'post_modified_gmt' =>  get_gmt_from_date( $time )
            );
    
            // Update the latest post with the same term
            wp_update_post( $post_data );
        }
    }

    What the code is supposed to do (and it does) is that every time I post an “item” post, it’s updating the “last updated” date of a “post” post, that has the same term in the “relations” taxonomy, as the newly posted “item”.

    Thats’ all.

    The problem is that it removed HTML.
    I found this thread:
    https://stackoverflow.com/questions/47746325/why-wordpress-wp-update-post-function-removes-html-form-tags/47750009

    It seems that it’s some security feature.
    Could you tell an opinion, do you think this thread is relevant for this code and should I use the suggestion in the answer?

    I didn’t notice it earlier that this code even though it does what it’s supposed to do, it removes HTML form my posts, and even if I delete the newly posted “item”, the HTML will be missing. It also alters CSS and that is also permanent.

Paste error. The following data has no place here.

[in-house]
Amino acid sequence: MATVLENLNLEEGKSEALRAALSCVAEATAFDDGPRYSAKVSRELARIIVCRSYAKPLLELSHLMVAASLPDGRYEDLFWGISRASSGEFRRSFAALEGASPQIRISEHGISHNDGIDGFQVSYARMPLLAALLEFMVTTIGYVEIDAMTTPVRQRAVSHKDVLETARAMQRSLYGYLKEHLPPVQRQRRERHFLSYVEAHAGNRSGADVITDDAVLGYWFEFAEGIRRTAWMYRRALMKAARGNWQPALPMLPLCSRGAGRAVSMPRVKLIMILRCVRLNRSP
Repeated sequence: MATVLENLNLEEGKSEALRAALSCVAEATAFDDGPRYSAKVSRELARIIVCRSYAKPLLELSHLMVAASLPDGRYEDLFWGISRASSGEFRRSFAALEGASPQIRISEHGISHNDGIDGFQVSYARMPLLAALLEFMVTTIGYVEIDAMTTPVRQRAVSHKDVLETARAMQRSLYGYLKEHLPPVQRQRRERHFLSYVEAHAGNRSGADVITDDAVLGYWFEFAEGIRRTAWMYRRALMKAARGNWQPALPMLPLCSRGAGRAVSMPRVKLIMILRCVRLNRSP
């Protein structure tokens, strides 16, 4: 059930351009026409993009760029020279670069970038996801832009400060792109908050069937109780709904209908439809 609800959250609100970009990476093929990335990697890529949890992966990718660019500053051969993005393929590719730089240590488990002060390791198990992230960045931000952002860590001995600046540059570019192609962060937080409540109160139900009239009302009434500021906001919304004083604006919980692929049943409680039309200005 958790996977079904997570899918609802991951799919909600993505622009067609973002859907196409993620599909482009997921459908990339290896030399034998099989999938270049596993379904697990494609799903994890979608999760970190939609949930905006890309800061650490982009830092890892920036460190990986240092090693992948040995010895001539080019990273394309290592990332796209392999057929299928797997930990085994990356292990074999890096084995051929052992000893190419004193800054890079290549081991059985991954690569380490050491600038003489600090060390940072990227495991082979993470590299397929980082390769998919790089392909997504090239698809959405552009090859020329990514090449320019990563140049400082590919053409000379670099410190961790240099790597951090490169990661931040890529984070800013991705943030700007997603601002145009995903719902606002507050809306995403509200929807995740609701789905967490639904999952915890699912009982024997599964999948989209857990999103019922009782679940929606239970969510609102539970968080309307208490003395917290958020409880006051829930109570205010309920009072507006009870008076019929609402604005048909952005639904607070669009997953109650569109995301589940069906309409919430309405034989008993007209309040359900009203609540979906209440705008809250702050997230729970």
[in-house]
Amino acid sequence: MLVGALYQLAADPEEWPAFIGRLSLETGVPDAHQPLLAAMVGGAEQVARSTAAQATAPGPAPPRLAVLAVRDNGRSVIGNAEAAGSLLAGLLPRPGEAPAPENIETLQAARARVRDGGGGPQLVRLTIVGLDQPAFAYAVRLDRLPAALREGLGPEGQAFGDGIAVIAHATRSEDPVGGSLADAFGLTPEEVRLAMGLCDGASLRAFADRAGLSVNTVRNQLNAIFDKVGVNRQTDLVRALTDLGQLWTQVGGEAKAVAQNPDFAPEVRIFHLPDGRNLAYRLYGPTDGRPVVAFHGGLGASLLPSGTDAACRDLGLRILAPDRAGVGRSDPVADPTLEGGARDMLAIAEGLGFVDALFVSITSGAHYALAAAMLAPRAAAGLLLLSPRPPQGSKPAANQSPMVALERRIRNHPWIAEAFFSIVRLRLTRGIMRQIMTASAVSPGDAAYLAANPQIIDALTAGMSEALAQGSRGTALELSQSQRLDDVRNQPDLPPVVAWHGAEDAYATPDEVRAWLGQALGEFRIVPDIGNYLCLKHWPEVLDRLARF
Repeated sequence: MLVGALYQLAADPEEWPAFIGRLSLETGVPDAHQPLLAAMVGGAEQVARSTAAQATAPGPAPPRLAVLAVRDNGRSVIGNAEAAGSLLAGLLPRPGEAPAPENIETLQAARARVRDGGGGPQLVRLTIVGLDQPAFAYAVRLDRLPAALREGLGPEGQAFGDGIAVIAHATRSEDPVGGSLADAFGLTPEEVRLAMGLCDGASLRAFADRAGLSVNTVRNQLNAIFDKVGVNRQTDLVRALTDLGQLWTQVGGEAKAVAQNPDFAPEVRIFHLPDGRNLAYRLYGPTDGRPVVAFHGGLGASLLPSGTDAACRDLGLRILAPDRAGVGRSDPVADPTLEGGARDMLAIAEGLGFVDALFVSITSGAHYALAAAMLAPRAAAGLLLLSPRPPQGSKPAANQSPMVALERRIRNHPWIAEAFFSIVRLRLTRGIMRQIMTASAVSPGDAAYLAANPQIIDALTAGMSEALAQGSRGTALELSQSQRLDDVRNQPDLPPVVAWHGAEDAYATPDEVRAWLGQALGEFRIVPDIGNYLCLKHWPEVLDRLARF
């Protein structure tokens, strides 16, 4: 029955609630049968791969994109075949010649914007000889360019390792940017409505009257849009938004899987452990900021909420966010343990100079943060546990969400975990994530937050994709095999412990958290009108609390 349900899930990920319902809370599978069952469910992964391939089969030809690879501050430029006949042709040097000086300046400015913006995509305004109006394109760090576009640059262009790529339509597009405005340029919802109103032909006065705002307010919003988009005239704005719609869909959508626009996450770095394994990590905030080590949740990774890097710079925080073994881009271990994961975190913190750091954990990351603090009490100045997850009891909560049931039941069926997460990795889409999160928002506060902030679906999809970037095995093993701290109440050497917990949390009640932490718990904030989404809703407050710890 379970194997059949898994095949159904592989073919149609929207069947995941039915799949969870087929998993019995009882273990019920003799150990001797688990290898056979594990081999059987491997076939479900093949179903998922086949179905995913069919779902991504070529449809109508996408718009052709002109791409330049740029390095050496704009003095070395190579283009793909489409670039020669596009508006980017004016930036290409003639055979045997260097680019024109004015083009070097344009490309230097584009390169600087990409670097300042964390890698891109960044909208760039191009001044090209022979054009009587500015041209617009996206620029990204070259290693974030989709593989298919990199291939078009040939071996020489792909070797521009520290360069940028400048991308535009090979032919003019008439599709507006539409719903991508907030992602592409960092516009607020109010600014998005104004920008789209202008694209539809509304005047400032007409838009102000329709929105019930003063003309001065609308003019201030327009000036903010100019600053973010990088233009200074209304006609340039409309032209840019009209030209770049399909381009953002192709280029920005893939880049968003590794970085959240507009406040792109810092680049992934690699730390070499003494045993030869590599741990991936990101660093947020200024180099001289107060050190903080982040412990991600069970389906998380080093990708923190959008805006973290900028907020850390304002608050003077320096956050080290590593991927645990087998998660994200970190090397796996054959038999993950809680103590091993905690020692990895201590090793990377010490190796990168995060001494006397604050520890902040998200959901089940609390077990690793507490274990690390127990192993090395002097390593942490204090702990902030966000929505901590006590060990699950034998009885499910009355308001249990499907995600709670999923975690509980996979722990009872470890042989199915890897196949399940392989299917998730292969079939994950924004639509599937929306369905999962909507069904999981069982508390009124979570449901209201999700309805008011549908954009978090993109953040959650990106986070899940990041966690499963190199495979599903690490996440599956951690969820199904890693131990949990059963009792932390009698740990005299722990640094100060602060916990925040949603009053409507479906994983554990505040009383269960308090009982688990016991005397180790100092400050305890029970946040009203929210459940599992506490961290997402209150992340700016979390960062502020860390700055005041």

I am not posting via Gutenberg, but via the classig editor, but the “item” post type is exposed to the REST API in the post type settings.
    I don’t know if the “post” post type is exposed, because I don’t know how to check it since that is not a custom post type.

    Could you by any chance tell something how could I troubleshoot this?

    Thanks!
    I hope you and your business are doing well.

    Best regards.

    Thread Starter berry metal

    (@erikalleman)

    Ah it’s solved!

    I needed to add:

    // prevent issues with metabox save function.
    $_POST[‘themeprefix_metabox_nonce’] = array();

    before saving the post because it saved the metaboxes of the “item” into the “post”, and that caused the issue!

    Thanks for the code again!
    I wish you all the best.

    Thread Starter berry metal

    (@erikalleman)

    This might cause issues if I add custom metaboxes to the “item”s right?

Viewing 11 replies - 46 through 56 (of 56 total)